This method is a significant improvement over current techniques for producing methane-based propellants, which all require complicated processes and large facilities.
Though the new method has yet to be tested under real-world conditions, the researchers said that their breakthrough technique shows a lot of promise.
A major hurdle in space travel is the limited supply of fuel that can be loaded in a rocket. As such, scientists and aerospace companies have been hard at work trying to figure out how to produce propellant in space.
SpaceX, for instance, is working on ways to produce methane, a gas with great potential for powering rockets because it is cheaper and has better performance than other propellants. The SpaceX Raptor, an advanced engine that will be used for the company's Starship spacecraft, runs on methane and is already being touted as the "future" of SpaceX's endeavors.
To make methane in space, Musk proposes using a solar infrastructure to generate electricity and initiate the electrolysis of carbon dioxide, which produces methane when mixed with water from the ice found on Mars. This method, called the Sabatier process, is also used by astronauts on the International Space Station to transform water into breathable oxygen.
But though the Sabatier process has been done successfully in the space station, the researchers said that it will not be efficient when carried out on Mars. It uses a nickel catalyst to interact with hydrogen and carbon dioxide at extremely high temperatures and pressures. As such, this two-stage procedure has to be done in a large facility to operate efficiently.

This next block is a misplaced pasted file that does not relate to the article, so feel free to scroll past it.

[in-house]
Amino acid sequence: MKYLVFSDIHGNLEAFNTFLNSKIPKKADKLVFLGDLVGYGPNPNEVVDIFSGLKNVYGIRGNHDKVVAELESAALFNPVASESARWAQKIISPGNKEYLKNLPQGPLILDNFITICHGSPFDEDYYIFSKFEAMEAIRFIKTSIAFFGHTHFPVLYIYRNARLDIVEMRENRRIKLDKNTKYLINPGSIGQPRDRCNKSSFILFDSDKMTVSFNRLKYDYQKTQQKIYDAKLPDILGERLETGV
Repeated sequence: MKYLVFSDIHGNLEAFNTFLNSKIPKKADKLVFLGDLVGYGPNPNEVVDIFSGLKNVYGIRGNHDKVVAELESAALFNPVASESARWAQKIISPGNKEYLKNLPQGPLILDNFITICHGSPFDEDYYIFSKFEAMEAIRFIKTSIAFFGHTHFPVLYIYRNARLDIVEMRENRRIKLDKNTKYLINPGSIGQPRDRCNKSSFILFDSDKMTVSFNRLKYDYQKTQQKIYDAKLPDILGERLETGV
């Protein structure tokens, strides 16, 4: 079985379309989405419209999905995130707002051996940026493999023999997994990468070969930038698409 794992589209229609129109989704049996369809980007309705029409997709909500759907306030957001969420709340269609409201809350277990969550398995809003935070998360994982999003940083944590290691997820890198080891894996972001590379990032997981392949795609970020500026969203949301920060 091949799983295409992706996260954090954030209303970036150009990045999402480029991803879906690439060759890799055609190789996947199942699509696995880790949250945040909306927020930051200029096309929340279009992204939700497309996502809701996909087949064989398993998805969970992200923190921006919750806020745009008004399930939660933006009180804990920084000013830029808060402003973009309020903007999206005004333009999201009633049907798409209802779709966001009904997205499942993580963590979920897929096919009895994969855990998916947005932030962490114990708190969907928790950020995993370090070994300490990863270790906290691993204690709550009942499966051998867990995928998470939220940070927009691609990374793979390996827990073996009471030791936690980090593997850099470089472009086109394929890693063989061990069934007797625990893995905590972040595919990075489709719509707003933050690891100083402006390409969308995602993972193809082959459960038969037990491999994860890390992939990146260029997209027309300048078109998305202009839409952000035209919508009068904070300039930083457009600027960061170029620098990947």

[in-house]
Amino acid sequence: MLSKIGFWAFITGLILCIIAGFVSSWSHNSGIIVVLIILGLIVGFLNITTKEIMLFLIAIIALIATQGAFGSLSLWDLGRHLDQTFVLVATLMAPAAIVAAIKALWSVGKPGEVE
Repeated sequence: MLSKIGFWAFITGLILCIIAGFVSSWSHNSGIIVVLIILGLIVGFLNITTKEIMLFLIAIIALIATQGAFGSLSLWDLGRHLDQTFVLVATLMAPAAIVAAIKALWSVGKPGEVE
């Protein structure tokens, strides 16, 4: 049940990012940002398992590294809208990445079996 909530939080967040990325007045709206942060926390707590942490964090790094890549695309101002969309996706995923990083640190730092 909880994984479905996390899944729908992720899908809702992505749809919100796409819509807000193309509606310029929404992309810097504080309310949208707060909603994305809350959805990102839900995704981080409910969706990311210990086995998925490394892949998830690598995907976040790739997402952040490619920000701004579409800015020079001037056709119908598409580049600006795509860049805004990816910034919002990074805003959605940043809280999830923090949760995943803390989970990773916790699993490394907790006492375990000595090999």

The UC Irvine researchers wanted to simplify the process and replace the required materials with those already available on Mars. They developed a method that requires less space, uses resources found on the planet like zinc and carbon dioxide and works well in an extreme environment.
"The process we developed bypasses the water-to-hydrogen process, and instead efficiently converts [carbon dioxide] into methane with high selectivity," said Houlin Xin, an assistant professor in physics and astronomy and the lead investigator of the study.
The key to the simplified method, according to the researchers, is the use of zinc as a catalyst. "The zinc is fundamentally a great catalyst. It has time, selectivity and portability – a big plus for space travel," said Xin.
But the researchers noted that their breakthrough one-step process is still a "proof of concept," meaning it was successfully tested in a lab but has yet to be done under real-world conditions. (Related: Scientists use computer simulations to understand the possibility of hyperspace travel via black holes.)
"Lots of engineering and research is needed before this can be fully implemented," said Xin. "But the results are very promising."
There are also other attempts to make space travel to Mars a possibility. The National Aeronautics and Space Administration (NASA), for example, is testing a small device that can convert carbon dioxide into oxygen. Called the Mars Oxygen in Situ Resource Utilization Experiment or MOXIE, the device is currently aboard NASA's Perseverance rover which is expected to land on the Red Planet next month.
Though MOXIE can only produce small amounts of oxygen at the moment, NASA has high hopes for the experimental device. Besides providing breathable air for astronauts, the produced oxygen can also be used to make liquid oxygen, a popular oxidizer required to burn propellants.
For more on groundbreaking experiments, visit Breakthrough.news.